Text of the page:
Home Stories: the home of Frama’s founder Niels Stroyer Christophersen
I never thought that this home would be a place that I would love, however there is something so magical and unique about this space that I can’t stop looking at. Founder of one of my favourite brands Frama, Neils is based in Copenhagen in a 125m2 apartment converted from an old watchmaker store. When you look at Frama designs, it’s really not hard to see that the man who founded the studio lives here. Both the studio and his home follow the same ethos and design principles: focus on natural materials, simple geometry and an appreciation for permanency. Permanency is for me me the trait that permeates his home the most, the fact that it is ‘converted’ from the ‘old’, but somehow feels perfectly connected to it’s past and history. The naked walls, which are left exposed, tell us the story of the building. The fact that it hasn’t been plastered over or painted in your standard paints is really testament to Neils’ design principles. Aesthetically, it a feast and playground for the eyes - every single inch of the space says something different, and is of a different hue and texture. I really like the idea that you inhibit a space, you don’t own it.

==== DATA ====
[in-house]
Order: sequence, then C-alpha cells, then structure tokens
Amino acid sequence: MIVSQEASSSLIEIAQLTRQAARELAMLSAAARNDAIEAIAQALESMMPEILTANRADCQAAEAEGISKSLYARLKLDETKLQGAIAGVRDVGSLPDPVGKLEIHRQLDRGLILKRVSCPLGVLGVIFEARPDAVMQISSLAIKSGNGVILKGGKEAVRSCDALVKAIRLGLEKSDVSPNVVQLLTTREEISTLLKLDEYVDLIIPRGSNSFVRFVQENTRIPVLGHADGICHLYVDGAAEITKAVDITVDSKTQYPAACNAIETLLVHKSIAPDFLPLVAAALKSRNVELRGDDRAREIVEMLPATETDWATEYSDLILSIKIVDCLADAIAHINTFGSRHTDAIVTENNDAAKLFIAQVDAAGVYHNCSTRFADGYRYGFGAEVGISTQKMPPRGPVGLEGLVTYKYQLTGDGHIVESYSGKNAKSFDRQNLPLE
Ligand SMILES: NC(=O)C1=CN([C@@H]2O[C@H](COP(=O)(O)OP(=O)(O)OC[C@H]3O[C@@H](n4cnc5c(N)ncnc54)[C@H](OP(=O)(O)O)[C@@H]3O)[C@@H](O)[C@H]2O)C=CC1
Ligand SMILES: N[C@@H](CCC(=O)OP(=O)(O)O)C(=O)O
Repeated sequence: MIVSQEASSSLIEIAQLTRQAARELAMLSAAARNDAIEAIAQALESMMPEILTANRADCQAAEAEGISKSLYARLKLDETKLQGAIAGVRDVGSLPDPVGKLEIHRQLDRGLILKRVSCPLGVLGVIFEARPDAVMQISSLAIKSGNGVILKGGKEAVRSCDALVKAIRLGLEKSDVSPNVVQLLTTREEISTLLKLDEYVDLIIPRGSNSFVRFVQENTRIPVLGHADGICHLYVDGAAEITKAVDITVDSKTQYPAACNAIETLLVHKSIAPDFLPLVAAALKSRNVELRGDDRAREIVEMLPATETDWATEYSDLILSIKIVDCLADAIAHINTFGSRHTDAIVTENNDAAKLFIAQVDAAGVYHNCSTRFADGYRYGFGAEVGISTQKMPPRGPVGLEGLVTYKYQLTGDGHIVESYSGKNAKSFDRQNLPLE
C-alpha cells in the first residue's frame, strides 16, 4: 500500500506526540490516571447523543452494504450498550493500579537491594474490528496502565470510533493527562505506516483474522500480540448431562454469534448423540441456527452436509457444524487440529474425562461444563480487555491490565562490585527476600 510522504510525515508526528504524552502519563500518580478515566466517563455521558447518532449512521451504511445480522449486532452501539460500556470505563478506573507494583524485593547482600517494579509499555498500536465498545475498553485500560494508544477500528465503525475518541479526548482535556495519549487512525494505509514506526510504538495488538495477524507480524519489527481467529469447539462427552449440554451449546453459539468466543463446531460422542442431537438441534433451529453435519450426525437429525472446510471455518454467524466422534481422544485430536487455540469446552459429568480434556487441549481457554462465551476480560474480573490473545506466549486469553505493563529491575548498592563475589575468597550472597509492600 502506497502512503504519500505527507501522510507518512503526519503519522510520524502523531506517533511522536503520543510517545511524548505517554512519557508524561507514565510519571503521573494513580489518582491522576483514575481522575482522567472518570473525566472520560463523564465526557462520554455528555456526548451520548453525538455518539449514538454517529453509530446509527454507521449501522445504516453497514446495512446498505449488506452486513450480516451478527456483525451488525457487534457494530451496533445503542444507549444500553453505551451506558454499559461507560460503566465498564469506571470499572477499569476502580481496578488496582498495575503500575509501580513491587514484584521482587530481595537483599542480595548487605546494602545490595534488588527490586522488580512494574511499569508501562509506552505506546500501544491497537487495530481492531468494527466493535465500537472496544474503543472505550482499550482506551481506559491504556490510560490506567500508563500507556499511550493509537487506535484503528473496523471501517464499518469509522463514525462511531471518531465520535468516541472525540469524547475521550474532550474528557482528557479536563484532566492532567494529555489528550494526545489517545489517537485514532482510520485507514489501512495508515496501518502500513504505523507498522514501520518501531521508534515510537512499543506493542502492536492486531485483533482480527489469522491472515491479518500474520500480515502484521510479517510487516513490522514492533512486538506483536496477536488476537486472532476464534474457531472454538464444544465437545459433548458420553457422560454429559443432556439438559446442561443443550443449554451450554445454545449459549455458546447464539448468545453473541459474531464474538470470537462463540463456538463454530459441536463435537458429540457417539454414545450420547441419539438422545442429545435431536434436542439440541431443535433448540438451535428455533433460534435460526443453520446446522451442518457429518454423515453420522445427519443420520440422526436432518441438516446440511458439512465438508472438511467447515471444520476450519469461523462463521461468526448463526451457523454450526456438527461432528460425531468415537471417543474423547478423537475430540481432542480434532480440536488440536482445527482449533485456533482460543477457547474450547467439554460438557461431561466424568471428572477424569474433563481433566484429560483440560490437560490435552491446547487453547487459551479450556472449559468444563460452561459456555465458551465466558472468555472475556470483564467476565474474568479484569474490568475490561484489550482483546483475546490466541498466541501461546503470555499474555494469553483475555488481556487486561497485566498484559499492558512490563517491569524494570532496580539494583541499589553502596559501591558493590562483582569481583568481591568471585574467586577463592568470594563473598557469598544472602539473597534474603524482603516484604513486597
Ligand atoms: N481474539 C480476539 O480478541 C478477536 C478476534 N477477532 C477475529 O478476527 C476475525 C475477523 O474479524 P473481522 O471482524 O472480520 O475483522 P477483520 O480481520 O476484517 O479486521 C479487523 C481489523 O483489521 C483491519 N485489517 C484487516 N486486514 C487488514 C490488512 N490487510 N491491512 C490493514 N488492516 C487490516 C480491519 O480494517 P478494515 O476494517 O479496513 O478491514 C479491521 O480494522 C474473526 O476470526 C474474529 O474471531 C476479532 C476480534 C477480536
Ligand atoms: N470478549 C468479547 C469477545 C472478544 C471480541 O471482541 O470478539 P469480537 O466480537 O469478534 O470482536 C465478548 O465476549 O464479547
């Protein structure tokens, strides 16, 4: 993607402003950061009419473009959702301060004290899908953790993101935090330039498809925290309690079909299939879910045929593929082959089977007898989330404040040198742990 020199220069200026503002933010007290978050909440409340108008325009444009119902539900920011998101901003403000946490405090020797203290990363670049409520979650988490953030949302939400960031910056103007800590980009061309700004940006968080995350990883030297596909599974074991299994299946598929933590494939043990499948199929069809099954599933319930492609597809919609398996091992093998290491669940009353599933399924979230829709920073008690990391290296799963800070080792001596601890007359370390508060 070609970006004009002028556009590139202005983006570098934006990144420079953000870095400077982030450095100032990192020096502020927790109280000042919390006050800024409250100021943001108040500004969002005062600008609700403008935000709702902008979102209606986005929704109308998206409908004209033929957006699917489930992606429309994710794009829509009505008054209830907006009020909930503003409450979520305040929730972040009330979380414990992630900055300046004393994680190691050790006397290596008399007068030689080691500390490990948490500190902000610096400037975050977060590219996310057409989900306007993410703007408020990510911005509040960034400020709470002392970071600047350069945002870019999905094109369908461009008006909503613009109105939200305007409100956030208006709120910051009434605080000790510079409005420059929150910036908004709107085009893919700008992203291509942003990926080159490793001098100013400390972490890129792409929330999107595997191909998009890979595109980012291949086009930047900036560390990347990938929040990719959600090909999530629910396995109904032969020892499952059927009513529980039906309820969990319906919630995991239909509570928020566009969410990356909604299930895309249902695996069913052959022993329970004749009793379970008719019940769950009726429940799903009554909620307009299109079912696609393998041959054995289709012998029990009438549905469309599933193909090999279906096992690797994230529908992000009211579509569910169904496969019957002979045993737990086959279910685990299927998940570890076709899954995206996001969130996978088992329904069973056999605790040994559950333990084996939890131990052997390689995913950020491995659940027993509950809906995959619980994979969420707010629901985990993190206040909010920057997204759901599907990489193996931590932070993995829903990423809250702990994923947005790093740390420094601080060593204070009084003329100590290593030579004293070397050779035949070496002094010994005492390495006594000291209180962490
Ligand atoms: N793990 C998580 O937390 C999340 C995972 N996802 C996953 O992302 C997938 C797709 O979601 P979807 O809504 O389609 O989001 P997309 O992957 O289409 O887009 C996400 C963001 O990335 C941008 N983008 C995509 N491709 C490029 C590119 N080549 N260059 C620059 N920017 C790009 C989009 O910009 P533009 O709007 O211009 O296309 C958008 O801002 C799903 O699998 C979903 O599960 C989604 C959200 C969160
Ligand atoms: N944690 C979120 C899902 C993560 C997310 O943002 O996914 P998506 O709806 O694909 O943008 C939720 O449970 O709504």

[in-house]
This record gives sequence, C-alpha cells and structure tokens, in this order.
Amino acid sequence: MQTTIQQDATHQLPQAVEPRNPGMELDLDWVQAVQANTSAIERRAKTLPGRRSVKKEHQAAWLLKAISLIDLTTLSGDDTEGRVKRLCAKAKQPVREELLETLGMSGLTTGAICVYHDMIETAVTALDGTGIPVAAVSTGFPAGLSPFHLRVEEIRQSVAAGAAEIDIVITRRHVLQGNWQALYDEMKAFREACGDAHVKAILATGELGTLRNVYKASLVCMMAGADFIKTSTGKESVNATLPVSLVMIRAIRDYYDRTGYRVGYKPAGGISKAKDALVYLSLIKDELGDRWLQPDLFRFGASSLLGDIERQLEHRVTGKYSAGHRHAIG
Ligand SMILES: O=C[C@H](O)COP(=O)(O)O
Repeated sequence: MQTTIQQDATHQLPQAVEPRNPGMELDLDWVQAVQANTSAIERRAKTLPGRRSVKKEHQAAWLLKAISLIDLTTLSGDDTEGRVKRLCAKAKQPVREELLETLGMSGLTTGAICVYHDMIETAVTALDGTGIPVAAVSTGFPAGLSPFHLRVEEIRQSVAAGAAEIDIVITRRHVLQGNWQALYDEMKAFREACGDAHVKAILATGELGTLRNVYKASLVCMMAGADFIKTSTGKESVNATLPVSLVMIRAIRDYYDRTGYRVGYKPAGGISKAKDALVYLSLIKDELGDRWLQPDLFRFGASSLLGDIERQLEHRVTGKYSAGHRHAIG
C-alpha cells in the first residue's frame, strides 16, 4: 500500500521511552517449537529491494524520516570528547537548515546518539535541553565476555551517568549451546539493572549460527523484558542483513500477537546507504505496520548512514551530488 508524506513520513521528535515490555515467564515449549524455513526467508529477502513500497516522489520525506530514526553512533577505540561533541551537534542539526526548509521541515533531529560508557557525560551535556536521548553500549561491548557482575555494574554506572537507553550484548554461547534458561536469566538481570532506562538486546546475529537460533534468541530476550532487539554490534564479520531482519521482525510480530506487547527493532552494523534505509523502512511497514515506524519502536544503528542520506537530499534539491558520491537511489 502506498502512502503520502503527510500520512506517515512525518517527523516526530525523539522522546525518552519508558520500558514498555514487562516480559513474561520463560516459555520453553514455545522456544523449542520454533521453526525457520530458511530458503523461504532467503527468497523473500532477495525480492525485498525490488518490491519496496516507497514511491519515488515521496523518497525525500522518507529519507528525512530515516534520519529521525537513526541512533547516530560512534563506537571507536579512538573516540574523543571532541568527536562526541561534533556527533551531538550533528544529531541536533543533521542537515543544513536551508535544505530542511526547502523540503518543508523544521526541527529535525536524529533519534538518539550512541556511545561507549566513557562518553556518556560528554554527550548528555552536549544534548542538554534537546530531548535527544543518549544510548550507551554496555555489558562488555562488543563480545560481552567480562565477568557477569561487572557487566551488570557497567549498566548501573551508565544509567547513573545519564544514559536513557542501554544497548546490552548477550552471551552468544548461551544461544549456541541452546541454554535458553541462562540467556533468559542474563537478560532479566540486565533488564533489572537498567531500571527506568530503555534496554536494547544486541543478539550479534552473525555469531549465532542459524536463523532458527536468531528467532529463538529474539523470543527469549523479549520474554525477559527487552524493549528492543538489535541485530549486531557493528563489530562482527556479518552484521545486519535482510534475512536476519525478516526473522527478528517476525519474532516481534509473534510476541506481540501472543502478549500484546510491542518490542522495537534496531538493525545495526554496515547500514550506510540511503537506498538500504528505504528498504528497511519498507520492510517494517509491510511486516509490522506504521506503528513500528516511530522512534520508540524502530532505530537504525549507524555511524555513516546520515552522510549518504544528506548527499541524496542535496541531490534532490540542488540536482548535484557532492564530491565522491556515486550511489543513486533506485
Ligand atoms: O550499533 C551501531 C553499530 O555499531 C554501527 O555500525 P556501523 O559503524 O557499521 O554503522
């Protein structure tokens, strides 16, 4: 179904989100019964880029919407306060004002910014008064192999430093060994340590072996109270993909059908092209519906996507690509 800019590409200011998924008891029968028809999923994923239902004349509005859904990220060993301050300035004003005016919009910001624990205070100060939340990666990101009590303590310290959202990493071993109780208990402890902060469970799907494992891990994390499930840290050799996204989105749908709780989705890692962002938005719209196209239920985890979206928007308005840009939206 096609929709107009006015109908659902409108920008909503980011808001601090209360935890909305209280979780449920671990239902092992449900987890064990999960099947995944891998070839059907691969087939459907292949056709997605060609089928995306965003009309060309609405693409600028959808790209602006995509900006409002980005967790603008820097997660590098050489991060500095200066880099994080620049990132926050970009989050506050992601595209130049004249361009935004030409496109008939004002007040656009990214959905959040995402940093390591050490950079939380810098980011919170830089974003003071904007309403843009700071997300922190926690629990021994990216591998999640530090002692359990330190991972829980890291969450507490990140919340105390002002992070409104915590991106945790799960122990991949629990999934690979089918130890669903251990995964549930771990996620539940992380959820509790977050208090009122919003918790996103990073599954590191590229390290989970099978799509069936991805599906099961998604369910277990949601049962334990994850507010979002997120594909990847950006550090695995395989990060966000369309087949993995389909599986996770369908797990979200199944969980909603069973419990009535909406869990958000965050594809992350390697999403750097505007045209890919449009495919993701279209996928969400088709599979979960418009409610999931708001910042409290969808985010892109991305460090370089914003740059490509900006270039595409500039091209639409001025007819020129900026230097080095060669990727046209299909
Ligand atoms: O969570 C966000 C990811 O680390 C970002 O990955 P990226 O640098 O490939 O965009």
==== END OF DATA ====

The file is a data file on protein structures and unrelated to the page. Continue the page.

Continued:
Some of the rooms do have some paint, but again he’s stuck to natural chalky paints that still have texture.
The decor is very minimal, and Neils’ himself would be the first one to tell you that he is more about stripping back furniture rather than adding more. Everything in his apartment feels like it should be there, nothing is surplus or looks like a latest design craze. One of my favourite items in his home is the Sintra marble coffee table from Frama. This is definitely a table that is on my wishlist (also sharing the same name!). Marble is just one of many natural materials that adorn his house, such as wood, granite, iron and stone. This use of natural materials really makes me feel like walking into his apartment would feel like you are in a summer house on the mediterranean coast, somewhere in France or Italy and all you need to do is pick up a good book, a pastis and listen to the breeze and the crickets for hours.